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The Museum Gazetteer


Iranians Express Themselves through Modern Art


Shirin Aliabdai and Farhad Moshiri, We Are All American Operation Supermarket Series 2006 Ink Jet Print 100 x 75 cm copyright artists

After the controversial electoral candidacy of Mahmoud Ahmadinejad and the violent demonstrations following in Iran, the exhibit "Iran Inside Out" couldn't be more relevant. The exhibit will be open from June 26 until September 5, 2009 at the Chelsea Museum of Art.

Fifty-six Iranian artists have been selected in order to share their vision on their country and Diaspora through artistic language. This exhibit is a view of Iran from the inside and the outside.

The exhibition is spread out on two floors and includes photography, videos, paintings, and sculptures. It is more than just informative. As Till Fellrath, curator of the exhibit says, "it is more an attempt to examine how a divided population has adapted on both sides."

Siamak Filizadeh, Rustam Series, Photomontage digital print on canvas, various dimensions, 2009 copyright artist and courtesy of Aaran Gallery.

The exhibit is separated on five sections on different topics: "War and Politics," "Gender and Sexuality," "On street Culture with Tehran," "On Culture as Commodity" and " On Reinventing the Traditional Art Forms." Most visitors are surprised. Far from the cliché, Iranian art is not only Persian calligraphy and veiled woman on the streets of Tehran. Iranian artists are inspired by their roots and culture, but also express their opinions on the global art movement. That's why this art is so impressive and at the same time different from what we are used to.

The photojournalist Abbas Kowsari presents a surprising collection of pictures on a bodybuilding contest representing masculinity, portraying an unknown face of Iran today.

In "Operation Supermarket," photographers Farhad Moshiri and Shirin Aliabadi create photomontages with supermarket products. The artists describe their works as "poetry with detergent."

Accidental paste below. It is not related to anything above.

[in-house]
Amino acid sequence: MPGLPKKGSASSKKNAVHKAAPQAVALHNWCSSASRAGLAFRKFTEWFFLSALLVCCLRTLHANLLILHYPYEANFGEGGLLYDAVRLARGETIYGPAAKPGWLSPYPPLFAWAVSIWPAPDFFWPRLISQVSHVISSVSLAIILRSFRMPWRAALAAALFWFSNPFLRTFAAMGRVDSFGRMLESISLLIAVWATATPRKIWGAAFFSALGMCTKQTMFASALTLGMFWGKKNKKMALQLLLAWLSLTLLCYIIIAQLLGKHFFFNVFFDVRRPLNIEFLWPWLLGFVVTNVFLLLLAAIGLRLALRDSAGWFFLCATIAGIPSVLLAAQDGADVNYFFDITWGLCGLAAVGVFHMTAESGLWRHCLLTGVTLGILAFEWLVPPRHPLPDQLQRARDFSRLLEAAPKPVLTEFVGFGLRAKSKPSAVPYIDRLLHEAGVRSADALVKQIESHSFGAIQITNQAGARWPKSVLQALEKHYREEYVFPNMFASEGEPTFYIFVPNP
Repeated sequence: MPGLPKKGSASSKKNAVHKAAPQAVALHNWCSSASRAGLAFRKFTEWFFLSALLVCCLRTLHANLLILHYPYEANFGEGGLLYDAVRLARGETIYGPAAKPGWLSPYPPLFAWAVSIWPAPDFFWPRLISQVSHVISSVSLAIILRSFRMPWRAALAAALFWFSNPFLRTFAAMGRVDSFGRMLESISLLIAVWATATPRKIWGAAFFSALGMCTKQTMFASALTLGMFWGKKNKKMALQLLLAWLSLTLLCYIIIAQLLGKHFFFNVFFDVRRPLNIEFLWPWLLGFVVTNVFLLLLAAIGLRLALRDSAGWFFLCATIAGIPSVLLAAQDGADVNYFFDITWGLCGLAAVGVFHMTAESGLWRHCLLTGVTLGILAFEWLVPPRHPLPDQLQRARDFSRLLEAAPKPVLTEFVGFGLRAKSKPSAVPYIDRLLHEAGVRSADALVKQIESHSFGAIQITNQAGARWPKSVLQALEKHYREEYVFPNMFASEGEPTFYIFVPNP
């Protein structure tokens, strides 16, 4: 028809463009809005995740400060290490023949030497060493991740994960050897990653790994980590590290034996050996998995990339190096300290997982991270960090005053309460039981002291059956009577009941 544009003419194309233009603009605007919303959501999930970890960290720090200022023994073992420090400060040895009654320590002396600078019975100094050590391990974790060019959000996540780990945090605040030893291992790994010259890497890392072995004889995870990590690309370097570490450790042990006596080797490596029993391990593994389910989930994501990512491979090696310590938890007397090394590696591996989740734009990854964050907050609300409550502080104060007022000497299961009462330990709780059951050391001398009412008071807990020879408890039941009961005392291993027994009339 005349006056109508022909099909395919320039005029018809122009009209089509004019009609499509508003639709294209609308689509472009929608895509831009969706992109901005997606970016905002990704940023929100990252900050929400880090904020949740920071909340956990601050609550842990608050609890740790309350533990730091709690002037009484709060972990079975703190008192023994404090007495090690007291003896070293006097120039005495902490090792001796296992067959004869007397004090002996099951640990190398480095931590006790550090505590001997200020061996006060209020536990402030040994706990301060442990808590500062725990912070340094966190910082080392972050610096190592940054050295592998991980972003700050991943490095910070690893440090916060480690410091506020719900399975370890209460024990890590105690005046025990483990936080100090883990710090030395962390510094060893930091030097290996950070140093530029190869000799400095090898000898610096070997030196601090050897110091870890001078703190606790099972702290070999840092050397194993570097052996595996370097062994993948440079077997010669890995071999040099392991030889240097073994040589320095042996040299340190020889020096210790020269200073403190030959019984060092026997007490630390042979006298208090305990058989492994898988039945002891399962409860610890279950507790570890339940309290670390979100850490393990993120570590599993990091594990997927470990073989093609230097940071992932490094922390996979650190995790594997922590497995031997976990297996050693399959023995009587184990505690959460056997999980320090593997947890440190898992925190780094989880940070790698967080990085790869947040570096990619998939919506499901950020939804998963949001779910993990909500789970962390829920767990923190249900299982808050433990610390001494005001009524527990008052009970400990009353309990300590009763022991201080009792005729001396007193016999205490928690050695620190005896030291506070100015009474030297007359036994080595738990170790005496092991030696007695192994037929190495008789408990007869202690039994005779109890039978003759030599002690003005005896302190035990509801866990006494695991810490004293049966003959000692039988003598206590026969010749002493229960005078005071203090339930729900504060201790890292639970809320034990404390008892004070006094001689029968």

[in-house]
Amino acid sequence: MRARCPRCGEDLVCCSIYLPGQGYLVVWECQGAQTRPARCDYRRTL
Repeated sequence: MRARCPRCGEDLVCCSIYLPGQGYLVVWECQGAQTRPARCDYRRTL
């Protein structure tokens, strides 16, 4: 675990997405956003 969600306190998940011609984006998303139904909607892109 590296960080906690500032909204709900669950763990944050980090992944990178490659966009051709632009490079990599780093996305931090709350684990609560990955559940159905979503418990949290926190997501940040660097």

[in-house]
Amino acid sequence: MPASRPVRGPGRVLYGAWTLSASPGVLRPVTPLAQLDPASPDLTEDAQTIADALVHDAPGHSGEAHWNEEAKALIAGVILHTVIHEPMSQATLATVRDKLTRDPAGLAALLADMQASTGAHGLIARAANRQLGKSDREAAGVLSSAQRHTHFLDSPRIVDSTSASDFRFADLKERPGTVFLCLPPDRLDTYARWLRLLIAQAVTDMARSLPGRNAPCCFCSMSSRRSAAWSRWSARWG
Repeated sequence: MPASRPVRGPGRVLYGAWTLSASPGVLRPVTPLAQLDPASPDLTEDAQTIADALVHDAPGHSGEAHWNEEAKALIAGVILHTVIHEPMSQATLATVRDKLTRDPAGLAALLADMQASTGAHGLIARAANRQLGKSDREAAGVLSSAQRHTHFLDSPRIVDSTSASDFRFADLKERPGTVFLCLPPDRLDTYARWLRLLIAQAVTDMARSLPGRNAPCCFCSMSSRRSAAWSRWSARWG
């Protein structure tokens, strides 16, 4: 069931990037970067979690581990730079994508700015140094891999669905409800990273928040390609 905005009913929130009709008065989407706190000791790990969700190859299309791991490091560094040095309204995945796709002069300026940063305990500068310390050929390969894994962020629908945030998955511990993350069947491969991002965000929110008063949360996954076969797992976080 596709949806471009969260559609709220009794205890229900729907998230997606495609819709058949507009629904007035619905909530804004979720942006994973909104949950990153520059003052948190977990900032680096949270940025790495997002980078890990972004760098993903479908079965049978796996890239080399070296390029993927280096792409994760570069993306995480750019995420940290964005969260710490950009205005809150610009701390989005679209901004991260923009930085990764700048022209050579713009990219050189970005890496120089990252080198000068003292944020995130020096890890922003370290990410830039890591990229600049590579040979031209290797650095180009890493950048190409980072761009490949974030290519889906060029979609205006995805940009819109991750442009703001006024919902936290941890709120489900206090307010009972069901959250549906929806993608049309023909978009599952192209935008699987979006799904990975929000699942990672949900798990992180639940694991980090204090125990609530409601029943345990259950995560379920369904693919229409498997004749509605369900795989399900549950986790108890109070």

One of the most impressive works for me was by Nazgol Ansarina. They seem to be just a Persian decoration, but if you get closer, you will notice that each line represents a person and an action of the daily life in Tehran. They are amazing, bright and beautiful. Unfortunately, the museum could not provide piuctures of these works and would not allow me to take my own.

Communication and interaction between women in Tehran are also explored in the exhibit by Saghar Daerri and her paintings. Women are painted in colorful dresses, with headscarves stylishly, casually worn; legs fashionably revealed, aggressively pulling colorful garments off racks in a discount sale. The Their emotional expressions and colorful renderings contrast with the usual perception of women in Iran. As Saghar Daerri said "My aim is to show that girls are girls anywhere. In Iran and anywhere else in the world."

In this difficult period for Iranian people, this exhibit is a good place to go in order to discover more this country, and your perception of Iranian art.


Chelsea Art Museum
Facade of Chelsea Art Museum on West 22nd street. Photo by Chelsea Art Museum.

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New York, NY 10011 USA
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Suzanne Trouve Feff, a native of Paris, is a contributor to the Museum Gazeeter.